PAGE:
Riders head toward Kremmling from Rabbit Ears Pass on U.S. Highway 40 in the 2007 Tour de Steamboat. Cyclists are speculating about the specific route next summer’s Quiznos Pro Challenge stage race will take.

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Riders head toward Kremmling from Rabbit Ears Pass on U.S. Highway 40 in the 2007 Tour de Steamboat. Cyclists are speculating about the specific route next summer’s Quiznos Pro Challenge stage race will take.

Quiznos Pro Challenge route speculation in full force in Steamboat

Course options abound for inaugural summer cycling event

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Possible Quiznos Pro Challenge routes

Avon to Steamboat Springs

■ Google Maps suggested — Interstate 70 to Colorado Highway 131: 86 miles

■ Two-pass grinder — Colo. 131, Colorado Highway 134 and U.S. Highway 40: 119 miles

■ Coal mine swing — Colo. 131 to Twentymile: 94 miles

■ Stagecoach spur — Colo. 131 to Routt County Road 14: 86 miles

Steamboat to Breckenridge

■ Google Maps suggested — U.S. 40 to Colorado Highway 9: 103 miles

■ Straight south — Colo. 131 to I-70 to Colo. 9: 129 miles

■ Berthoud Pass — U.S. 40 to I-70 to Colo. 9: 166 miles

— It came almost as an aside, a little nugget easy to pass over during an applause-heavy news conference that labeled Steamboat Springs “in” for August’s Quiznos Pro Challenge bike race.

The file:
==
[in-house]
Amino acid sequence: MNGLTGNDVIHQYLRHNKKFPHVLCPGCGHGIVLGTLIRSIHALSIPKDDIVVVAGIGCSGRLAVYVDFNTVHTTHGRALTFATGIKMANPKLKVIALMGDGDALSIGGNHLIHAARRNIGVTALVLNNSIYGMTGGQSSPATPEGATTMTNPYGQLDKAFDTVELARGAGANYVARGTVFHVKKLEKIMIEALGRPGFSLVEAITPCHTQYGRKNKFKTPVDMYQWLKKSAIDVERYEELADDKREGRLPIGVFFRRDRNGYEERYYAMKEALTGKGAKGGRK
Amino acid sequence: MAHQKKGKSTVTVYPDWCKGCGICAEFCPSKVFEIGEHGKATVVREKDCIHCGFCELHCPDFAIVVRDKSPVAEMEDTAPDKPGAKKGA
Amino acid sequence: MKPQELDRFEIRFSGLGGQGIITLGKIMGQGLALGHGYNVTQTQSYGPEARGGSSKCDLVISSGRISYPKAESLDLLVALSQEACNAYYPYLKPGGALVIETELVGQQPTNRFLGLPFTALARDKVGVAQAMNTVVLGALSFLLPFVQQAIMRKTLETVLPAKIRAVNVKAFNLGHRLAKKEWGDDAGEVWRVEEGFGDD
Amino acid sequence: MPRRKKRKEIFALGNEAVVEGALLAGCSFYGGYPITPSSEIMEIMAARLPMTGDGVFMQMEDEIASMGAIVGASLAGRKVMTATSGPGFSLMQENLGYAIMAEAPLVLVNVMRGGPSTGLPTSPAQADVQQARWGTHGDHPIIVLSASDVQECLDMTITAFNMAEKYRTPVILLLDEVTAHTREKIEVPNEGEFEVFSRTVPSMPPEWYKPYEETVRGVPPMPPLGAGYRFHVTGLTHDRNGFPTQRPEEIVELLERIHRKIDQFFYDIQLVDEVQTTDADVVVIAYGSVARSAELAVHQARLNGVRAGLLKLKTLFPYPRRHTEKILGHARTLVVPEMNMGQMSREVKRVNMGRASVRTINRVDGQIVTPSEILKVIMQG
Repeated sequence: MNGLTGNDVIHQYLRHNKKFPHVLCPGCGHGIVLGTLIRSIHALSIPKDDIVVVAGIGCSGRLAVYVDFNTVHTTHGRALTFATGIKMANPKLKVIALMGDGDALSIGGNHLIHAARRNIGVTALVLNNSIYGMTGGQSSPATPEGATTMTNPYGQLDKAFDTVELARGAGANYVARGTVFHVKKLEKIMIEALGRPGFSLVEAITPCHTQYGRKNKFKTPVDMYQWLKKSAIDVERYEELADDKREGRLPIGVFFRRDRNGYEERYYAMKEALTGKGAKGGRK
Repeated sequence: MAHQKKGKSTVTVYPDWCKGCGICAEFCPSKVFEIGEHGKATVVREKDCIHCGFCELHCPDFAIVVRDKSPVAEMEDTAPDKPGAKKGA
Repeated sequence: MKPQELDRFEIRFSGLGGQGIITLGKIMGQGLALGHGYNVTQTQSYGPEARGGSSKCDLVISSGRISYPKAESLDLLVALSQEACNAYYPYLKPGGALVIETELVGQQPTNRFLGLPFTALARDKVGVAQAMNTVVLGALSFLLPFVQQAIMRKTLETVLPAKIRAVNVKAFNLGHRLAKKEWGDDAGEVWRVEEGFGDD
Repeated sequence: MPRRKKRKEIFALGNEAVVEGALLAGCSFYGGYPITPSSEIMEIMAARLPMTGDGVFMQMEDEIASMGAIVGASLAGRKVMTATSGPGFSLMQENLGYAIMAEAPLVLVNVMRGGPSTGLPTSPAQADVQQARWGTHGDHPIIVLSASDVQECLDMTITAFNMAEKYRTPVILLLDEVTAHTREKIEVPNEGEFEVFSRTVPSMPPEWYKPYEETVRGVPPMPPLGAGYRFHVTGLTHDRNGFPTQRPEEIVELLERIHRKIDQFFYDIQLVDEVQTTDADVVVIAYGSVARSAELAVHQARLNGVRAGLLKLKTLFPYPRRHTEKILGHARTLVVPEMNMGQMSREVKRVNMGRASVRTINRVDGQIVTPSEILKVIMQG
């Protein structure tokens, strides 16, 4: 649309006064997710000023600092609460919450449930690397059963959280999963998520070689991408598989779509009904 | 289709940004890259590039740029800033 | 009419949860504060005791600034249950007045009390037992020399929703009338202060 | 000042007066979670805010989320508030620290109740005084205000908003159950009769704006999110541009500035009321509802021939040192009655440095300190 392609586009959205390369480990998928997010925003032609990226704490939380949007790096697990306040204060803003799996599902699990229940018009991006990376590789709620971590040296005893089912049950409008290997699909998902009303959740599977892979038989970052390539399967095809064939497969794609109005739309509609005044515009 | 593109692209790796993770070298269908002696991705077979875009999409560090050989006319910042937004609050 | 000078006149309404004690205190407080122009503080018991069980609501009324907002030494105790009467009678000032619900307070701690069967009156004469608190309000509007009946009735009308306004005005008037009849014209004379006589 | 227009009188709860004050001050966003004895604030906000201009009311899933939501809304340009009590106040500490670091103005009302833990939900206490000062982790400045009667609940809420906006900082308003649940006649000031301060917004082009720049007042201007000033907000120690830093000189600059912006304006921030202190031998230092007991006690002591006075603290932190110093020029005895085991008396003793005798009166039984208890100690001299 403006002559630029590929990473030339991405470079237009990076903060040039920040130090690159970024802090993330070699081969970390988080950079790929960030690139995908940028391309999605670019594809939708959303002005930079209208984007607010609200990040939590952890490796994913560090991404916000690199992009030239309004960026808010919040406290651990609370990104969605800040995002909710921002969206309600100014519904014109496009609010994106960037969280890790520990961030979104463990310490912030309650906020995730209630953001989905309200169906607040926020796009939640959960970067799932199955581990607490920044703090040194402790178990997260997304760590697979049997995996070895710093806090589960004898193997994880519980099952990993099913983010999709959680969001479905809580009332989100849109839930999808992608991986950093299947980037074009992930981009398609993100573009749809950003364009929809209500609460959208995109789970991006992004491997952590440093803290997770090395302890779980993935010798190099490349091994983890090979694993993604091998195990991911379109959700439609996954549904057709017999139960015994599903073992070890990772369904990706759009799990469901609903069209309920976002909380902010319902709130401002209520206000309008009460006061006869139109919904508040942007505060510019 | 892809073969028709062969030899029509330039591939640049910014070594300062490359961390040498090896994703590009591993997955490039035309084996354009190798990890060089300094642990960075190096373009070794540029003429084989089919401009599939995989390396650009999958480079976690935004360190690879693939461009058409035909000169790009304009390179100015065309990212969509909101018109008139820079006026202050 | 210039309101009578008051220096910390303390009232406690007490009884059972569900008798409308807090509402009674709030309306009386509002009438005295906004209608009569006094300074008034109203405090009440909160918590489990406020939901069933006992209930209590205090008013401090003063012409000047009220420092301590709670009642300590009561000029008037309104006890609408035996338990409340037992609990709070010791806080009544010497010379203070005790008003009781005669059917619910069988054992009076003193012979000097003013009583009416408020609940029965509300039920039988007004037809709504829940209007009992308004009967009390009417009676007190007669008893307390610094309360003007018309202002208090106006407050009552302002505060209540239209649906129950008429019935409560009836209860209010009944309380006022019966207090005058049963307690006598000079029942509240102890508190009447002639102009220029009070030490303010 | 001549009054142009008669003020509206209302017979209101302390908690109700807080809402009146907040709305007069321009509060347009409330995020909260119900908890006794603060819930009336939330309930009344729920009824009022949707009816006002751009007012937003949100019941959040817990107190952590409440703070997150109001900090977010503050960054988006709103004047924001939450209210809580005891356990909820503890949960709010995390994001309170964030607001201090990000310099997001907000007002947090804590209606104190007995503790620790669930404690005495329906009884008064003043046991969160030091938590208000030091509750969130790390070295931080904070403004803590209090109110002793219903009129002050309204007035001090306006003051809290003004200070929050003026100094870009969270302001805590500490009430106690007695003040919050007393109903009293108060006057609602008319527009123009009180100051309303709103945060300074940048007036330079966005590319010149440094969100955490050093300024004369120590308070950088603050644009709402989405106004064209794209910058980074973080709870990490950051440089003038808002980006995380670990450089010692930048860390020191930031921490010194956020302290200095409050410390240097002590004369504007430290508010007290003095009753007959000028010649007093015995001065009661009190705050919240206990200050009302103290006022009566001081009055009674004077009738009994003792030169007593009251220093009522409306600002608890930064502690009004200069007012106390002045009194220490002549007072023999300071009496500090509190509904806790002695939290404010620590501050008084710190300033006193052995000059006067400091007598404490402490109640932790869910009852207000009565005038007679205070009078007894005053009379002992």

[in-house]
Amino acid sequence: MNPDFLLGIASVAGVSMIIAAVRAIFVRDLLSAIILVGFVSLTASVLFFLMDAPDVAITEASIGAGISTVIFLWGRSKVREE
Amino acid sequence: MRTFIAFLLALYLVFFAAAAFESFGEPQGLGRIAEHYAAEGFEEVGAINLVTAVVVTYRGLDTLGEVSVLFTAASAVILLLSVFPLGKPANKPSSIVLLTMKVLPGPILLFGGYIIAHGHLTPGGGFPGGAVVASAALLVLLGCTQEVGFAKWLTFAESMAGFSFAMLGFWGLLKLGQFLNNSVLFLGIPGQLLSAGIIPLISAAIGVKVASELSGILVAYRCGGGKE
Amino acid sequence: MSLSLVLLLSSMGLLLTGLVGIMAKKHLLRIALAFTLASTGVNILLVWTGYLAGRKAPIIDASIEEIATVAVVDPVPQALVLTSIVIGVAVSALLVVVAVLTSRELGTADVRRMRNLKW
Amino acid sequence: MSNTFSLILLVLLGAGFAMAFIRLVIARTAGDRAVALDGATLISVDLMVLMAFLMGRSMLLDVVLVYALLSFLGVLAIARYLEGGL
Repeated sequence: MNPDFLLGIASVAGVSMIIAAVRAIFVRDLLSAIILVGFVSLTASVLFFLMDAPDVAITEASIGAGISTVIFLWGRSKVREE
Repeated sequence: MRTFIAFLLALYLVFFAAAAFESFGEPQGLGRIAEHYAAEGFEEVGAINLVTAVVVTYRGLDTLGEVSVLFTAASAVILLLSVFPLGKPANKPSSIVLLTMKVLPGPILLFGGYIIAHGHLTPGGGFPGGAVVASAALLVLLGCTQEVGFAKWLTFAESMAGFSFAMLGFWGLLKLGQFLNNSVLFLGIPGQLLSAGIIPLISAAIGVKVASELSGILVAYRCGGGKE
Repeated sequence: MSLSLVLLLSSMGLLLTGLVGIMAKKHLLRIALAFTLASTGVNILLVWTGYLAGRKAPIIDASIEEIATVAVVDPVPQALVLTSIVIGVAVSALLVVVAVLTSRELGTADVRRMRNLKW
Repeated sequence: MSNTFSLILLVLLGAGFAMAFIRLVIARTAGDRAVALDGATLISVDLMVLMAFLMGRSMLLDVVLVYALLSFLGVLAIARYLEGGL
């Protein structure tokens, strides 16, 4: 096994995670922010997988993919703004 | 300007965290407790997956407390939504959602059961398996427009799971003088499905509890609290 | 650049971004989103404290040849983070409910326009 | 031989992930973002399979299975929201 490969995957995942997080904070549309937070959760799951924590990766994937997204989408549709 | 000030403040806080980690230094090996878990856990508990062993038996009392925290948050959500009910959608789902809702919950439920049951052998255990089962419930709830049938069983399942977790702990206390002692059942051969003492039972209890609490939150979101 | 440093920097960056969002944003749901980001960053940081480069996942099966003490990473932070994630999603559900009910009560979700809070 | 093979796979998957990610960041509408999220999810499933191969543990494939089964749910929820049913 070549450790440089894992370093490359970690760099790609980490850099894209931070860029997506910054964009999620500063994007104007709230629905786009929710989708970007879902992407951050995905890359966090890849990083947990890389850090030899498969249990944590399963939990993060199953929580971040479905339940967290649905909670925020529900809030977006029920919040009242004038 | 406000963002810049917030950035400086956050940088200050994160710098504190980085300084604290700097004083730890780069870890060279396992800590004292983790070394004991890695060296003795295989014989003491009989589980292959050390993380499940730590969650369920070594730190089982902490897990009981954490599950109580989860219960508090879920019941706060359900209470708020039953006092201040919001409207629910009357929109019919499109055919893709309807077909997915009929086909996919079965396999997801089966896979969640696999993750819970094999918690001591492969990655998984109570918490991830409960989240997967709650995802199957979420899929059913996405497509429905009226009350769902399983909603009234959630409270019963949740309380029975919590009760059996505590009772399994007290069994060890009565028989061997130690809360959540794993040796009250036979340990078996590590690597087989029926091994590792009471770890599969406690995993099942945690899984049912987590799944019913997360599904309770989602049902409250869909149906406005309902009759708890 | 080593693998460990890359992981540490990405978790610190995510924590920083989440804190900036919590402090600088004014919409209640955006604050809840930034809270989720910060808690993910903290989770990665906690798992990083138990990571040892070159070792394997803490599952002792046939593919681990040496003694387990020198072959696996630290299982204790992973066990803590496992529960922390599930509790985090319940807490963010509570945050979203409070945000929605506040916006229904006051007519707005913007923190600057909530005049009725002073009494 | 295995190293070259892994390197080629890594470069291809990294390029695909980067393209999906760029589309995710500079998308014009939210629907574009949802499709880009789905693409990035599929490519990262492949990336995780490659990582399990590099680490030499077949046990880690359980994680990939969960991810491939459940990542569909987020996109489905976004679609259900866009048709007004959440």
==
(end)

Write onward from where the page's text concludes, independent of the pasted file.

“What’s the hardest way to get from Point A to Point B? That’s probably the route we’ll take,” Quiznos spokeswoman Ellen Kramer said.

That comment has had local cycling enthusiasts buzzing in the days and weeks since the Nov. 4 announcement. What route will the tour take?

One thing’s for sure: There are plenty of options.

The basics are out there. The inaugural Quiznos Pro Challenge kicks off Aug. 22, a seven-stage cycling race across Colorado that figures to lure the world’s best racers — names like Alberto Contador, Andy Schleck, Mark Cavendish and Lance Armstrong — to the state.

Steamboat Springs was selected to take part in two of the seven stages. Riders will arrive in the Yampa River Valley on Aug. 26, riding from Avon for the fifth stage of the event. They’ll depart the next morning to end up in Breckenridge.

Even with the gauntlet Kramer threw down, there are only so many ways to get from Avon to Steamboat and Steamboat to Breckenridge.

The consensus is that riders will power down Interstate 70 about 14 miles, then up Colorado Highway 131 toward Steamboat.

That could make a great way to start a race.

“That’s a gorgeous ride,” avid local cyclist Katie Lindquist said. “Coming out of Wolcott is just so beautiful, if that’s the direction they go. You’re down at the river in Eagle, then climb up and away, and it’s just great.”

Just how far up Colo. 131 the peleton might make it without a detour is very much up for debate, however.

There are plenty of options popular with local riders. A swing down Colorado Highway 134 toward Kremmling could bring riders into town down U.S. Highway 40 and Rabbit Ears Pass. That route, which, on the way to Steamboat could be run in reverse of the 110-mile Tour de Steamboat course, would offer fierce challenges, including the climb up Gore Pass and another up the easier side of Rabbit Ears.